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Get to know France's stylish Chablis wine

China Daily Asia | Updated: 2019-05-20 10:59
Chablis [Photo provided to China Daily]

Few libations espouse such a linear narrative as Chablis, a Burgundian white (produced exclusively from the chardonnay grape in the northernmost Chablis region) that hits the back of the palate like a bullet fired from a Walther PPK. It's flinty, minerally, fresh and can even evoke the notion of wet stone. There's none of the endless complexity and variety of its red, full-bodied cousin, either. Famed French author Colette, who was born in Burgundy, called wine an "energetic and exhilarating friend, a potion," but we have no evidence (at least not yet) that she consumed or even ordered Chablis through her negociant, with whom she shared a lifelong correspondence.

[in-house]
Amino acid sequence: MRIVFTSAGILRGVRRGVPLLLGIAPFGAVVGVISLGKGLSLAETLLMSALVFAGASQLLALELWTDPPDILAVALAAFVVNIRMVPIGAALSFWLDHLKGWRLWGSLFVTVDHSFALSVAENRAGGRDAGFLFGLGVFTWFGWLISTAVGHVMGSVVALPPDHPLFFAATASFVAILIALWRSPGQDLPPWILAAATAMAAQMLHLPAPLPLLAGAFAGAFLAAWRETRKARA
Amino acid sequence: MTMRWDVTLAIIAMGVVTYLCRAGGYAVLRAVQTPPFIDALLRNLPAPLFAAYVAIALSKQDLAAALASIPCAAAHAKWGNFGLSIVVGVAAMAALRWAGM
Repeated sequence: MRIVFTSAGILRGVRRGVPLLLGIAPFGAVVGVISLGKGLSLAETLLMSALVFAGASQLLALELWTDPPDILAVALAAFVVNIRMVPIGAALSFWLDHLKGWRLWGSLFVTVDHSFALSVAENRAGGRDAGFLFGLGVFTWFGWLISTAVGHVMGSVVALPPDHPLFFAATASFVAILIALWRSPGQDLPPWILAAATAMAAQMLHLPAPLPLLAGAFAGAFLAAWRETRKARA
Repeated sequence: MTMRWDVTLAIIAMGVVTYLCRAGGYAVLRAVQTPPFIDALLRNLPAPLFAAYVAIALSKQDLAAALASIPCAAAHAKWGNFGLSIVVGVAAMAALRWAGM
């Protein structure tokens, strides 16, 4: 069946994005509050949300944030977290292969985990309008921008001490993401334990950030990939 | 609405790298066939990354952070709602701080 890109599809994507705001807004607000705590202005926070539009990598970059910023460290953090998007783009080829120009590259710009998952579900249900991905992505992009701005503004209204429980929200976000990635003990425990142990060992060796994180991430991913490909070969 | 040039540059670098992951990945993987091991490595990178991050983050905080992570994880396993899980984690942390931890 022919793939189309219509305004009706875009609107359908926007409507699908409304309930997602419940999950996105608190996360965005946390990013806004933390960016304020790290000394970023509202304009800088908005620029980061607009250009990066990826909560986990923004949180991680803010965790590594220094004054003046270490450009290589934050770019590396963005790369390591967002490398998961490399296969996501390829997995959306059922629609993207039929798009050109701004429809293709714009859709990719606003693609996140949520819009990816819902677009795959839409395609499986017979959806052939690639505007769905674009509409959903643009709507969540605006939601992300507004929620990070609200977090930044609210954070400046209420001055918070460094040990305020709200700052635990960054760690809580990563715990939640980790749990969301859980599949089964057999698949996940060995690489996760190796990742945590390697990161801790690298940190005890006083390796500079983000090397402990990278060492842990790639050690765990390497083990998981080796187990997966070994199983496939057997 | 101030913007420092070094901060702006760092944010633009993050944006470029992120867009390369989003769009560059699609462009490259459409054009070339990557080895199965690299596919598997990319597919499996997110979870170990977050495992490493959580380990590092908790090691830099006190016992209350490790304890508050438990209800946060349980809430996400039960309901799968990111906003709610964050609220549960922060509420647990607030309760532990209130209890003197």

Coincidentally, long before author Ian Fleming had his fictional 007 ordering Bollinger and Dom Pérignon, British writer E Phillips Oppenheim – widely regarded as the earliest writer of spy fiction – featured protagonists espionaging their way through days of lifestyle luxury, punctuated by profusions of Chablis. "A Chablis of the best, Henry," effuses one character in Tales of Mystery & Espionage; "The finest Chablis with the oysters" is the request in Clowns and Criminals; and then there's this remarkable exchange: "With the Petites Demoiselles, Monsieur le Prince, one should drink a Vieux Chablis – le Montrachet 1911."

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